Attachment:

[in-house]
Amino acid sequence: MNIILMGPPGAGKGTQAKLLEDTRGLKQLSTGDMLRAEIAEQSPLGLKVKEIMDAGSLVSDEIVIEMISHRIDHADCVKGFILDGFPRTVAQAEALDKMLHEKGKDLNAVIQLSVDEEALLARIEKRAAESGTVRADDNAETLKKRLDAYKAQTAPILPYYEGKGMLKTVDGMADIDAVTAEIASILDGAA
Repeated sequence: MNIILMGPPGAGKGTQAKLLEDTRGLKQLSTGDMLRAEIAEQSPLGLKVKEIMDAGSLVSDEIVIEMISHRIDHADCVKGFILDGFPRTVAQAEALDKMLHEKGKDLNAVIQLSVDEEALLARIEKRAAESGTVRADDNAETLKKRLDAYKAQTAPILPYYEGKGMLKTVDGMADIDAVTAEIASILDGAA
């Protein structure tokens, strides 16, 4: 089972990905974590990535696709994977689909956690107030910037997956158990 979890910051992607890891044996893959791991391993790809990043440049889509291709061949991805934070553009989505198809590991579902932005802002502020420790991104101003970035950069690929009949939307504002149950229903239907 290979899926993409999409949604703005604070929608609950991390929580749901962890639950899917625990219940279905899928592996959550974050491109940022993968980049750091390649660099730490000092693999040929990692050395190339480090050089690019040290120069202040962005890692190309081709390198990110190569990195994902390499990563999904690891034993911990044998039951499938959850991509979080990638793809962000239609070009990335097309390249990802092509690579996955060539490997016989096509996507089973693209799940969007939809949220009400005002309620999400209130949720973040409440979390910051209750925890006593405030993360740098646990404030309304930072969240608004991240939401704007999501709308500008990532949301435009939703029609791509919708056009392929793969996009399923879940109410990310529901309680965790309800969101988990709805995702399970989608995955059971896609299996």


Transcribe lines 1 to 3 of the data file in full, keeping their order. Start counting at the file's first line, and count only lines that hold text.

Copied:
[in-house]
Amino acid sequence: MNIILMGPPGAGKGTQAKLLEDTRGLKQLSTGDMLRAEIAEQSPLGLKVKEIMDAGSLVSDEIVIEMISHRIDHADCVKGFILDGFPRTVAQAEALDKMLHEKGKDLNAVIQLSVDEEALLARIEKRAAESGTVRADDNAETLKKRLDAYKAQTAPILPYYEGKGMLKTVDGMADIDAVTAEIASILDGAA
Repeated sequence: MNIILMGPPGAGKGTQAKLLEDTRGLKQLSTGDMLRAEIAEQSPLGLKVKEIMDAGSLVSDEIVIEMISHRIDHADCVKGFILDGFPRTVAQAEALDKMLHEKGKDLNAVIQLSVDEEALLARIEKRAAESGTVRADDNAETLKKRLDAYKAQTAPILPYYEGKGMLKTVDGMADIDAVTAEIASILDGAA